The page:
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Nanotubes find niche in electric switches

Study finds nanotube structures could improve electric motors

New research from Rice University and the University of Oulu in Oulu, Finland, finds that carbon nanotubes could significantly improve the performance of electrical commutators that are common in electric motors and generators.

The research, which appeared online this month in the journal Advanced Materials, finds that "brush contact" pads made of carbon nanotubes had 10 times less resistance than did the carbon-copper composite brushes commonly used today. Brush contacts are an integral part of "commutators," or spinning electrical switches used in many battery-powered electrical devices, such as cordless drills.

"The findings show that nanotubes have a great deal of practical relevance as brush contacts," said lead researcher Pulickel Ajayan, Rice's Benjamin M. and Mary Greenwood Anderson Professor in Mechanical Engineering and Materials Science. "The technology is widely used in industry, both in consumer gadgets as well as larger electrical machinery, so this could be a very interesting, near-term application for nanotubes." The combination of mechanical and electrical properties of nanotubes makes this possible.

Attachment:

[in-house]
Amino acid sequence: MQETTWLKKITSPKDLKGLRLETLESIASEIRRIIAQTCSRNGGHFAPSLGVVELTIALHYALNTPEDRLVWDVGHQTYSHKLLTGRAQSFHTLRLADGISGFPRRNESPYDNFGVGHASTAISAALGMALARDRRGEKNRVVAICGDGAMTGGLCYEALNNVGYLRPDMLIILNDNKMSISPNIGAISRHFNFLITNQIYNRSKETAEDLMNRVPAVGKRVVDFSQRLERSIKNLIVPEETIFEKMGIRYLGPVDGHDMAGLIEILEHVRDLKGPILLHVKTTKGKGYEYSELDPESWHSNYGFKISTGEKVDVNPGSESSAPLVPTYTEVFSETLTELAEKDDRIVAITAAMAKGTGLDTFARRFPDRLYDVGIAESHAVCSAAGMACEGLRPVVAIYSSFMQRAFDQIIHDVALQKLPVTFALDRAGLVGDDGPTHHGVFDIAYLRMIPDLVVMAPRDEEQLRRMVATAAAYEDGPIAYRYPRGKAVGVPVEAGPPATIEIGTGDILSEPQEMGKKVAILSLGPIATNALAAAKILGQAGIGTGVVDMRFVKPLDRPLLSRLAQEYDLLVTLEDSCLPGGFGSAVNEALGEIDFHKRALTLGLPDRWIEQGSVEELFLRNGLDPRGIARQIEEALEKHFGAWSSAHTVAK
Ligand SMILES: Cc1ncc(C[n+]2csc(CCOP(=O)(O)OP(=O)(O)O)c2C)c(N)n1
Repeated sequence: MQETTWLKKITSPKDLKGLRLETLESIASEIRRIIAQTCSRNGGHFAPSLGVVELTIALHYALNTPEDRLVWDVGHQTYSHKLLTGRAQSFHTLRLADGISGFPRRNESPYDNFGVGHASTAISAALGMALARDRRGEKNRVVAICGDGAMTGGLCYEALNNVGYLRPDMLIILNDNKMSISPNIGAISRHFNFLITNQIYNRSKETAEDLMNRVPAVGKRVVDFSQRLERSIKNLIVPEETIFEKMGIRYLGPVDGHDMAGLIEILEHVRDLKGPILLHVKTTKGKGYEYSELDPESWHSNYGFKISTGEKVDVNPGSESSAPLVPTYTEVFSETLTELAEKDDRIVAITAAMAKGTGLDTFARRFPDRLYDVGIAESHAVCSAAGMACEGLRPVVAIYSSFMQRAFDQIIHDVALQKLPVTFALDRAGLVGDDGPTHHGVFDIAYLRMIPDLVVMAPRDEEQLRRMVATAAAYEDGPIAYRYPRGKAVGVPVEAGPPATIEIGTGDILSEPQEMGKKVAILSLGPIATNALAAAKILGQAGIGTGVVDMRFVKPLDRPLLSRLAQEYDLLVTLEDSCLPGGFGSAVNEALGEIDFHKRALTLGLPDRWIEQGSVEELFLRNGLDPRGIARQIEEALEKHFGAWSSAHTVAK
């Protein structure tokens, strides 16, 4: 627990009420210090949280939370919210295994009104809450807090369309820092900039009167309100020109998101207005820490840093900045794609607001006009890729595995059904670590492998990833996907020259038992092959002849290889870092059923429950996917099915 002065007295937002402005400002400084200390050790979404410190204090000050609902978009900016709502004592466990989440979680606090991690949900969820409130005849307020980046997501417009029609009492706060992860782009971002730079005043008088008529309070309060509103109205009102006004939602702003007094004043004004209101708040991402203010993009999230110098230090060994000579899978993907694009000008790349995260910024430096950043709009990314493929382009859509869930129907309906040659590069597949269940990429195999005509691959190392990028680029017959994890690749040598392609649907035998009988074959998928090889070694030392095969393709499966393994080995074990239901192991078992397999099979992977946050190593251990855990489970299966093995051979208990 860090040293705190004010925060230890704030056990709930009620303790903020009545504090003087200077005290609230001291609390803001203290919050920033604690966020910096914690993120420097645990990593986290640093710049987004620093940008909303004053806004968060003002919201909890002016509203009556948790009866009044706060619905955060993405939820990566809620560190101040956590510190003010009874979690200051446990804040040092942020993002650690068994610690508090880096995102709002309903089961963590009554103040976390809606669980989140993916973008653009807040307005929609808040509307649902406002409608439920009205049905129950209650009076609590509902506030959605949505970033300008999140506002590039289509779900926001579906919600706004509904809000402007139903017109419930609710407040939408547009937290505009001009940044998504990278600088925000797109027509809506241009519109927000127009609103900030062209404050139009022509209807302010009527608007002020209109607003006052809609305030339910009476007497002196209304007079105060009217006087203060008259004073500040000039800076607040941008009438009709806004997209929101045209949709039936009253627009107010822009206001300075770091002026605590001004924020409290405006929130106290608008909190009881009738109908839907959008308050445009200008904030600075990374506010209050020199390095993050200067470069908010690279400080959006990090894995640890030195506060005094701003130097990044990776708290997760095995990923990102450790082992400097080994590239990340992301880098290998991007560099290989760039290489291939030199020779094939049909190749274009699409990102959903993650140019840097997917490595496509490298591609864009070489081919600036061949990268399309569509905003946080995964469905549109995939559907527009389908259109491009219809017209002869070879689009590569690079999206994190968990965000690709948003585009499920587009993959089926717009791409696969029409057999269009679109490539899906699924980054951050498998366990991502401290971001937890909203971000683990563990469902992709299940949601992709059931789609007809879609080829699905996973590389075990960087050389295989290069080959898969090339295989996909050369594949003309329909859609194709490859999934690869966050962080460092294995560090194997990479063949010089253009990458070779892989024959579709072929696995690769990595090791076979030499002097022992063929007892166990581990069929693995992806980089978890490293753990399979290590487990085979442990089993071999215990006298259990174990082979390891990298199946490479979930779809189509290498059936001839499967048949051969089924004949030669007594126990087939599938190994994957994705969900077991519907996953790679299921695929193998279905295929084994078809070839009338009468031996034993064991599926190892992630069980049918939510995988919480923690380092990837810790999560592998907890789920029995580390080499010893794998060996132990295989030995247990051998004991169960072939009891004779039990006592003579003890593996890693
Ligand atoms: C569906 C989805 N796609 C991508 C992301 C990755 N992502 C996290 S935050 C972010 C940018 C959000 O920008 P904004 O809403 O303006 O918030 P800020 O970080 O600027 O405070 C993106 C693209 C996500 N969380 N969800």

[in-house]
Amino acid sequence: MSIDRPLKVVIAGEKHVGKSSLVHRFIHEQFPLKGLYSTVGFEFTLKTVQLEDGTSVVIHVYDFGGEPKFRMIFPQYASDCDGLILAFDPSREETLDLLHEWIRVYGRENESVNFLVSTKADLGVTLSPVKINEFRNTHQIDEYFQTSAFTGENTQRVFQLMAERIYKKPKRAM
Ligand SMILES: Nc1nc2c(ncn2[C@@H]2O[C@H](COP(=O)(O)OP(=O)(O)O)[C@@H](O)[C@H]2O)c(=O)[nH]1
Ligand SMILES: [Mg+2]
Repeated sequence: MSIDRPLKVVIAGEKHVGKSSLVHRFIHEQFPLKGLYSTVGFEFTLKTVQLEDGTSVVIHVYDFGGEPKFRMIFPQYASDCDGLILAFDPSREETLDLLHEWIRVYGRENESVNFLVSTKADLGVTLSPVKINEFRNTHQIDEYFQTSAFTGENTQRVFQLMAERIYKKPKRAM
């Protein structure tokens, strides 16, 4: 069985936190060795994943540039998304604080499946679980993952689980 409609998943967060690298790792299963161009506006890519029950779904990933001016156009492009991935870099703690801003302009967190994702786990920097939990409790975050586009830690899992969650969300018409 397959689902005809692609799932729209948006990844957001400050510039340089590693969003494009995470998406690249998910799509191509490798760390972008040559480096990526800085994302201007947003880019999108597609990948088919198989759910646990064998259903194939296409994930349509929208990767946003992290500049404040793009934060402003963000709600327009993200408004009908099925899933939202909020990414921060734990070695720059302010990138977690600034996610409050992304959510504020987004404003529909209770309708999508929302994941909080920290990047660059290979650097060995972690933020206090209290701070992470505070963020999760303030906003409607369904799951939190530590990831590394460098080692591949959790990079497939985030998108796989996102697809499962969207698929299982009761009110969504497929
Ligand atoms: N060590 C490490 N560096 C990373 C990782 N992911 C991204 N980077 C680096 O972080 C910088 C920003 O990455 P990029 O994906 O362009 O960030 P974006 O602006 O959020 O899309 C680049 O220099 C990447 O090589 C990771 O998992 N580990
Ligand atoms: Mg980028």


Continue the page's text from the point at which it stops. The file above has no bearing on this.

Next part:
The carbon nanotubes used in the study are hollow tubes of pure carbon that are about 30 nanometers in diameter. By comparison, a human hair is about 100,000 nanometers in diameter. In addition to being small, nanotubes are also extremely lightweight and durable, and they are excellent conductors of heat and electricity.

Because of these properties, the researchers decided to test nanotubes as brush contacts. Brush contacts are conducting pads held against a spinning metal disc or rod by spring-loaded arms. Current is passed from the spinning disc through the brush contacts to other parts of the device.

To test the feasibility of using carbon nanotube brush contacts, the research team replaced the ordinary copper-carbon composite brushes of an electric motor with small blocks that contain millions of carbon nanotubes. Under an electron microscope, these millimeter-square blocks look like a tightly packed forest.

From Ajayan's previous work, the team knew that these nanotube forests react something like a "memory foam" pillow; they regain their shape very quickly after they are compressed.

"This elasticity is something that's not found in existing composites that are used for brush contacts, and that's the essence of why the nanotube brush contacts perform better: They keep much more of their surface area in contact with the spinning disc," said Robert Vajtai, faculty fellow at Rice. Vajtai worked on the study with Ajayan and a group of researchers in Finland led by University of Oulu Researcher Krisztian Kordas.

The team believes that the improved contact between the surface of the spinning disc and the brush accounts for the 90 percent reduction in lost energy.

Jade Boyd | EurekAlert!
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